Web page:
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Praising the communicative pirouettes of the men of power («  Hats off to you! Juncker takes over », Le Soir, 13/11/2014) without dwelling on their participation in the theft they committed through some fiscal trickery; always expressing their deep ideas by attributing them to another (the new government for example: « Belgium is moving from a protective regime — considered by the new leaders as assistance — to a liberal organization, where social benefits are not abolished, but where they are no longer acquired: those who want to benefit from them must now demonstrate that they deserve them », 10/10/2014); indirectly acquiescing to their measure under the subtle compulsion of necessity and certainty (« Doing what is necessary (pensions, index jump, tax shift, competitiveness);« This government wants to be offensive. In any case, with the age of the pension, it shakes up certainties established since the Second World War « , 08/10/2014 ;  » If many reforms were necessary « …, 10/10/2014), or subtly giving them strategic advice, inviting them to be cautious in order to better pass the pill to the rabble (« If it wants to last, the Michel government had better act quickly, so that its structural reforms can take place without giving the impression that they are hitting « the people » first and foremost », 24/11/2014), the editorials of Beatrice Delvaux, at Le Soir since 1984, tell us a lot about what the daily is and who it serves. 

However, what could pass for hasty interpretations on our part is confirmed by the analysis of the way the Belgian media handles moments of « crisis ». Always pretending to be neutral, the chief editorialist of Le Soir and her acolytes, an economist by training and a former trainee at the International Monetary Fund (three months in Washington during her final thesis at the Namur faculties), author of the preface to the book devoted to Albert Frère (Albert Frère, the son of the nail merchant, currently Belgium’s second largest fortune with 6.2 billion euros), lets loose in his editorial of October 22, 2015:« The death that makes you responsible ». This day, the media elites went wild following the death of a patient at the Hermalle clinic, blaming it on the FGTB’s blockades. As if the press was waiting for « the event », the one that will allow the expression of its class contempt, demonstrating the deep values that underlie the editorial choices of their daily pages. The editorial in the October 22 edition of Le Soir sets out the « red lines not to be crossed » and, sees in this event put on the front page (central title:  » Dead because of the FGTB’s barricades « , and complete subject of pages 2 and 3) a turning point in the practices of the FGTB: « This death and this complaint will henceforth weigh on the future trade union initiatives and the strategy of action and communication of the FGTB », says Madame Soleil who never says that she participates in the phenomenon she believes to describe.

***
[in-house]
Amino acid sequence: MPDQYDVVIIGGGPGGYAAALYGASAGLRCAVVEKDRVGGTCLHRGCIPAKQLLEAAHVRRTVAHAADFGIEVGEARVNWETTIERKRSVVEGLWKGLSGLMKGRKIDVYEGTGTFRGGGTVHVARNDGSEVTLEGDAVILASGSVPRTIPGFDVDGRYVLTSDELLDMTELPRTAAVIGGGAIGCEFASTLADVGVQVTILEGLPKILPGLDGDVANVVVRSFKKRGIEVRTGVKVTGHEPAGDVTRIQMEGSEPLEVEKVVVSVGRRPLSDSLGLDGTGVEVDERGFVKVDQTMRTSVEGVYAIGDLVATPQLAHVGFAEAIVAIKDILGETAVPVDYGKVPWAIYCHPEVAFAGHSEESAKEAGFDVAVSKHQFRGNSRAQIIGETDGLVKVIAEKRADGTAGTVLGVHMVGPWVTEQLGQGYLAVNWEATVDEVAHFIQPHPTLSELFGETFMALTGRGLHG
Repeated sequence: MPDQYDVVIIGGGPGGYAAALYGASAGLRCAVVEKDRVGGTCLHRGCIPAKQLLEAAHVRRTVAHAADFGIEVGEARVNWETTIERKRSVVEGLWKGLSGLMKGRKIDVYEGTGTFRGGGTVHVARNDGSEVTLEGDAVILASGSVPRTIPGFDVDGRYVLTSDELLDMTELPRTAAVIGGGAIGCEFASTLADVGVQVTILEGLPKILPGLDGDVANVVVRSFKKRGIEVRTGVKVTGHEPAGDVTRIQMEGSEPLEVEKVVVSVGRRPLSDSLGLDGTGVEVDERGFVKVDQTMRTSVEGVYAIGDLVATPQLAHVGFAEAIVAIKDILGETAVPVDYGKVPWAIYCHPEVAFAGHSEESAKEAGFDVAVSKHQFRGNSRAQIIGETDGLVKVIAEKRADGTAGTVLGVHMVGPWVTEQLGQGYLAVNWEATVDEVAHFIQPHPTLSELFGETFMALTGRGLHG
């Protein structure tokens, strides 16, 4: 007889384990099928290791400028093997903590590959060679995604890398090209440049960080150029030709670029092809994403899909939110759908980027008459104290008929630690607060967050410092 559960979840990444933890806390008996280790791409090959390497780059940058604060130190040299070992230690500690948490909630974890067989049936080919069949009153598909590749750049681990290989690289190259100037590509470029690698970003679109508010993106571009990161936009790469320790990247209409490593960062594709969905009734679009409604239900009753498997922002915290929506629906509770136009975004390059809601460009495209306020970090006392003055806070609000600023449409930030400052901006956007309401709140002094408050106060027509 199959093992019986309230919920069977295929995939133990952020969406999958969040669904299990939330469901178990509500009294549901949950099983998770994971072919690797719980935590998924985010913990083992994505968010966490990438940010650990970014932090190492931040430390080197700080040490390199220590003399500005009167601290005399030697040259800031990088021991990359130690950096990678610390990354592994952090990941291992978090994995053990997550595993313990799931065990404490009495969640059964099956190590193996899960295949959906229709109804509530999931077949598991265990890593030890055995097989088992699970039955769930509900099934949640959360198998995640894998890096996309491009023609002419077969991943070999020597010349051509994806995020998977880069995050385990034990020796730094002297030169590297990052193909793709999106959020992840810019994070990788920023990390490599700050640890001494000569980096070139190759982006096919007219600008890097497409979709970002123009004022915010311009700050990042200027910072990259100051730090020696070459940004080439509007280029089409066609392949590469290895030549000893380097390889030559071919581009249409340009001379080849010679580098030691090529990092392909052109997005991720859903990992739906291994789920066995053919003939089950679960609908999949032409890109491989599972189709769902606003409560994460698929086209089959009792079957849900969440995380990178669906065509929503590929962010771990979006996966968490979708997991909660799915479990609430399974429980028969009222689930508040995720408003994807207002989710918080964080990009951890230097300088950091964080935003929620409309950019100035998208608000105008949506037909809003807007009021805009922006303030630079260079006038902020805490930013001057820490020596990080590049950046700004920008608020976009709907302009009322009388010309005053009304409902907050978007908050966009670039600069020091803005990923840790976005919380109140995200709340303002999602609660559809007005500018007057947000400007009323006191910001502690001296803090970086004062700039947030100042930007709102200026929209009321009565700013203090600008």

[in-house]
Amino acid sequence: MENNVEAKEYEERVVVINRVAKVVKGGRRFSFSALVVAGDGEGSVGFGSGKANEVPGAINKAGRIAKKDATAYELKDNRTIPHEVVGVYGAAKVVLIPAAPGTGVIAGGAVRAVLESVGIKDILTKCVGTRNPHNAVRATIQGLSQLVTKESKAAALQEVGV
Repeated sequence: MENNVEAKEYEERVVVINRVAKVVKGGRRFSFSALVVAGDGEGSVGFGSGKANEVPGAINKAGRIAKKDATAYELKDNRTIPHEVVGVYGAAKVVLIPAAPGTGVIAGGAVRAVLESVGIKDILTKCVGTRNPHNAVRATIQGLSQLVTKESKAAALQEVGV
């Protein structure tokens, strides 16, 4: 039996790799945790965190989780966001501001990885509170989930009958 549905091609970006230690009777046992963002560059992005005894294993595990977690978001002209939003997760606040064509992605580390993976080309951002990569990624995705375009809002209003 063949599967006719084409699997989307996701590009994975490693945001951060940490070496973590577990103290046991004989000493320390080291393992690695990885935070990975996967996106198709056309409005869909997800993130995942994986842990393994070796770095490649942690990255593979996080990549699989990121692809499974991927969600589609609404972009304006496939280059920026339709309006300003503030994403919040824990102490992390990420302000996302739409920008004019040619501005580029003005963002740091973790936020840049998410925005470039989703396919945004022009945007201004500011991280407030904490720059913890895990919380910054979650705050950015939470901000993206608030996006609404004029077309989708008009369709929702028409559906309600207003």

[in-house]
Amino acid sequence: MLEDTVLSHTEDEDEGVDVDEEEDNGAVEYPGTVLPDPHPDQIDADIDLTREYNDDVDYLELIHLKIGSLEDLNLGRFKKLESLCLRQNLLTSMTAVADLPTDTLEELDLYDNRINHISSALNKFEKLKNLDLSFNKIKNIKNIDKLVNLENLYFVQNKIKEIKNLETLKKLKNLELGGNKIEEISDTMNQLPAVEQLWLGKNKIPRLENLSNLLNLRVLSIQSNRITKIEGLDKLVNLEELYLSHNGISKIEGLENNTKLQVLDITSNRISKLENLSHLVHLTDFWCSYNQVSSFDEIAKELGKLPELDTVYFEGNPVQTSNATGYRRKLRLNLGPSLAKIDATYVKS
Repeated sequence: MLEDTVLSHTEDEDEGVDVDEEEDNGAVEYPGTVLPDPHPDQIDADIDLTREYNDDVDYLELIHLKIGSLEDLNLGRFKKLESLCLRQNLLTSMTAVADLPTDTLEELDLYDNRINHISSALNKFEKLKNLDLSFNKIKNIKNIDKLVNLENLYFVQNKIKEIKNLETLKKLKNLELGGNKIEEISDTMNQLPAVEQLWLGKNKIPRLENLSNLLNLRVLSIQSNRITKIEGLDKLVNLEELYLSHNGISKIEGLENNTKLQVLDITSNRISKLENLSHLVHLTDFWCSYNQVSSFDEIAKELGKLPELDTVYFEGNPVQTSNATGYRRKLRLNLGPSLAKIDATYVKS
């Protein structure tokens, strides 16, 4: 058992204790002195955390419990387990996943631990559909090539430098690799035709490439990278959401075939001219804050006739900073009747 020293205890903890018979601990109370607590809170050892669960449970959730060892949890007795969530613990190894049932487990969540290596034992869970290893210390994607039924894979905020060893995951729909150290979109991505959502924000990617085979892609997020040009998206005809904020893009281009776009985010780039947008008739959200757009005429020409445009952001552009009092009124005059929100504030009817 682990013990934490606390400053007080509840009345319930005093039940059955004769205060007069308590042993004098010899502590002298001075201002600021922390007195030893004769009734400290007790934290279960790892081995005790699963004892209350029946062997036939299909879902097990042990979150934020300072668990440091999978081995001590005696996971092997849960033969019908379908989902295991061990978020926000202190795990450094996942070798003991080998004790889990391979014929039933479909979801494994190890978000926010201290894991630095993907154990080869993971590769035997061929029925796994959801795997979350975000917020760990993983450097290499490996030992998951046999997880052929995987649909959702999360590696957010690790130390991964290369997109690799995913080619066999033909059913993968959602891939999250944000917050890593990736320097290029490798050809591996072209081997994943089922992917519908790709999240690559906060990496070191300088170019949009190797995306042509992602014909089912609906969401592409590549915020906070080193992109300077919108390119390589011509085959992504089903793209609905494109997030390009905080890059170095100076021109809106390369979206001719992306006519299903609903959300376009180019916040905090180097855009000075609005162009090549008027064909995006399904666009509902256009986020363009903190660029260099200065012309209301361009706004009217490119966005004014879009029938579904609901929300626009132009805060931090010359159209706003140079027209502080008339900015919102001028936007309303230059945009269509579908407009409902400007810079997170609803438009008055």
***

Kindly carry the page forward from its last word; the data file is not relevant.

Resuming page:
In the choice of words, their arrangement, the selection of exergues, headlines, interviewees and their responses, the newspaper does more than describe a situation, even if it continues to want to be seen as a faithful reflection of reality.  » Dead because of the FGTB barricades?  » Let’s admit it for a moment. But then, how to explain the ardour to evoke this possible link of cause and effect (link of cause and effect more than suggested on the cover, indirectly affirmed in the title of pages 2–3:  » The wild blockade delays a vital help ») when it incriminates the union and the social actions, and its absence when it is a question of denouncing the employer violence and the deaths that cause indirectly, but certainly the privatizations, austerity, competitiveness…